Cultivation[edit]

Banksia grossa is cultivated for its attractive needle-like leaves and rusty-brown flower spikes, both of which can be quite variable in colour. This species favours well-drained sandy or loamy acidic soils with a pH of 5.5 to 7, and a sunny aspect. Once established, it tolerates dry spells. It can be pruned heavily as it resprouts from its lignotuber.[19]

Propagation is by seed.[19] The seeds do not require any treatment before sowing, and take around 14 days to germinate.[20] This is a slow-growing plant, taking 5 to 7 years to reach maturity and begin flowering.[19]

Notes[edit]

References[edit]

  1. ^ "Banksia grossa". Australian Plant Name Index (APNI), IBIS database. Canberra, Australian Capital Territory: Centre for Plant Biodiversity Research, Australian Government. Retrieved 15 November 2012. 
  2. ^ a b c d e f g h i George, Alex S. (1981). "The genus Banksia L.f. (Proteaceae)". Nuytsia 3 (3): 239–473 [426–29]. ISSN 0085-4417. 
  3. ^ a b c d e f Taylor, Anne; Hopper, Stephen (1988). The Banksia Atlas (Australian Flora and Fauna Series Number 8). Canberra: Australian Government Publishing Service. pp. 116–17. ISBN 0-644-07124-9. 
  4. ^ a b c d e George, Alex S. (1999). "Banksia". In Wilson, Annette. Flora of Australia 17B. Collingwood, Victoria: CSIRO Publishing / Australian Biological Resources Study. pp. 175–251. ISBN 0-643-06454-0. 
  5. ^ a b c d e Markey, Adrienne S.; Lamont, Byron B. (1996). "Why do Some Banksias Have Green Nectar?". International Symposium on the Biology of Proteaceae. Royal Botanic Gardens, Melbourne. 
  6. ^ a b c Enright, Neal J.; Lamont, Byron B. (1989). "Fire temperatures and follicle-opening requirements in 10 Banksia species". Australian Journal of Ecology 14 (1): 107–13. doi:10.1111/j.1442-9993.1989.tb01012.x. ISSN 1442-9993. 
  7. ^ Thiele, Kevin; Ladiges, Pauline Y. (1996). "A Cladistic Analysis of Banksia (Proteaceae)". Australian Systematic Botany 9 (5): 661–733. doi:10.1071/SB9960661. 
  8. ^ Mast, Austin R. (1998). "Molecular Systematics of Subtribe Banksiinae (Banksia and Dryandra; Proteaceae) Based on cpDNA and nrDNA Sequence Data: Implications for Taxonomy and Biogeography". Australian Systematic Botany 11 (4): 321–342. doi:10.1071/SB97026.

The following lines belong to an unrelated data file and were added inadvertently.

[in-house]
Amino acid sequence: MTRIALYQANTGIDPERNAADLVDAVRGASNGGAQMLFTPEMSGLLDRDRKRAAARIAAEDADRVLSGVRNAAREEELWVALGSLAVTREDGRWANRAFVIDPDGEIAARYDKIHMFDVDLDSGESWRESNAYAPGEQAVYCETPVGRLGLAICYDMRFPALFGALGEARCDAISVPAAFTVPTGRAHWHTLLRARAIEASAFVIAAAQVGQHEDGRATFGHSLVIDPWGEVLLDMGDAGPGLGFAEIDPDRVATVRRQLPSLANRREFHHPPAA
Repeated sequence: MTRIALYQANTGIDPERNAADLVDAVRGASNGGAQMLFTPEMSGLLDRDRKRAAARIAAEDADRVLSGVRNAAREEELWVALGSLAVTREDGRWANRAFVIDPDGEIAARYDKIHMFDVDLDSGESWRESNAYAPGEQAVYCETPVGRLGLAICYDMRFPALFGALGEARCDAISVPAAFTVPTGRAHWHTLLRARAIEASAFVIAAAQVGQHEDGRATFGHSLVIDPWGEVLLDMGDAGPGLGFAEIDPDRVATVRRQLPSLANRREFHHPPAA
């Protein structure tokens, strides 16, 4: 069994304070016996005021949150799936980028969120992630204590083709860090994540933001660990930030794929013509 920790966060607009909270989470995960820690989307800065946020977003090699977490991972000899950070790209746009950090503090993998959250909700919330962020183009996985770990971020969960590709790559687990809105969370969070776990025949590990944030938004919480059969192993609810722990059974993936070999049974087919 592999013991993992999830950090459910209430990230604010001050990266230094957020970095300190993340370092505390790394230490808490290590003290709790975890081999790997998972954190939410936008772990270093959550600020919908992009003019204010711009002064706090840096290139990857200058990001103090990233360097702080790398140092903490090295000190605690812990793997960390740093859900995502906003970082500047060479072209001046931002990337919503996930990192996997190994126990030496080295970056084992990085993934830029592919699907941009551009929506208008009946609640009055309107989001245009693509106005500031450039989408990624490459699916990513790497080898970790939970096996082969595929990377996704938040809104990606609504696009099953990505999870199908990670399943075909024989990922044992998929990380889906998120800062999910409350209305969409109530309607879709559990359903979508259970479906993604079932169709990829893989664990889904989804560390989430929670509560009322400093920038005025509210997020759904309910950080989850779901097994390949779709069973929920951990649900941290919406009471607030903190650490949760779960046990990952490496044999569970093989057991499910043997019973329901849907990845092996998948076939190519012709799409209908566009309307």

9. ^ a b Mast, Austin R.; Givnish, Thomas J. (2002). "Historical Biogeography and the Origin of Stomatal Distributions in Banksia and Dryandra (Proteaceae) Based on Their cpDNA Phylogeny". American Journal of Botany 89 (8): 1311–23. doi:10.3732/ajb.89.8.1311. ISSN 0002-9122. PMID 21665734. 
  10. ^ Mast, Austin R.; Jones, Eric H.; Havery, Shawn P. (2005). "An Assessment of Old and New DNA Sequence Evidence for the Paraphyly of Banksia with Respect to Dryandra (Proteaceae)". Australian Systematic Botany (CSIRO Publishing / Australian Systematic Botany Society) 18 (1): 75–88. doi:10.1071/SB04015. 
  11. ^ Mast, Austin R.; Thiele, Kevin (2007). "The Transfer of Dryandra R.Br. to Banksia L.f. (Proteaceae)". Australian Systematic Botany 20 (1): 63–71. doi:10.1071/SB06016. ISSN 1030-1887. 
  12. ^ Bellairs, Sean M.; Bell, David T. (1990). "Canopy‐borne Seed Store in Three Western Australian Plant Communities". Australian Journal of Ecology 15 (3): 299–305. doi:10.1111/j.1442-9993.1990.tb01034.x. ISSN 1442-9993. 
  13. ^ Hill, Robert S. (1994). History of the Australian Vegetation: Cretaceous to Recent. Cambridge, United Kingdom: Cambridge University Press. pp. 405–06. ISBN 0-521-40197-6. 
  14. ^ PaDIL. "Native globuliferus hylaeine". Australian Pollinators. Australian Government Department of Agriculture, Fisheries and Forestry. Retrieved 20 November 2012. 
  15. ^ a b Goldingay, Ross L. (2000). "Small Dasyurid Marsupials – are they Effective Pollinators?". Australian Journal of Zoology 48 (5): 597–606. doi:10.1071/ZO00015. ISSN 0004-959X. 
  16. ^ a b Hansen, Dennis M.; Olesen, Jens M.; Mione, Thomas; Johnson, Steven D.; Müller, Christine B. (2007). "Coloured Nectar: Distribution, Ecology, and Evolution of an Enigmatic Floral Trait". Biological Reviews 82 (1): 83–111. doi:10.1111/j.1469-185X.2006.00005.x. ISSN 1469-185X. PMID 17313525. 
  17. ^ Barrett, Gregory J.; Lamont, Byron B. (1985). "Absence of Nitrogen Fixation (Acetylene Reduction) by Procaryotes in Nectar of Banksias". Plant and Soil 85 (3): 443–45. doi:10.1007/BF02220200. 
  18. ^ Nicolson, Susan W.; Van Wyk, Ben-Erik (1998). "Nectar Sugars in Proteaceae: Patterns and Processes". Australian Journal of Botany 46 (4): 489–504. doi:10.1071/BT97039. ISSN 0067-1924. 
  19. ^ a b c Collins, Kevin; Collins, Kathy; George, Alex S. (2008). Banksias. Melbourne, Victoria: Bloomings Books. pp. 213–14. ISBN 1-876473-68-1. 
  20. ^ Sweedman, Luke; Merritt, David (2006). Australian Seeds: a Guide to Their Collection, Identification and Biology. Collingwood, Victoria: CSIRO Publishing. p. 203. ISBN 0-643-09298-6.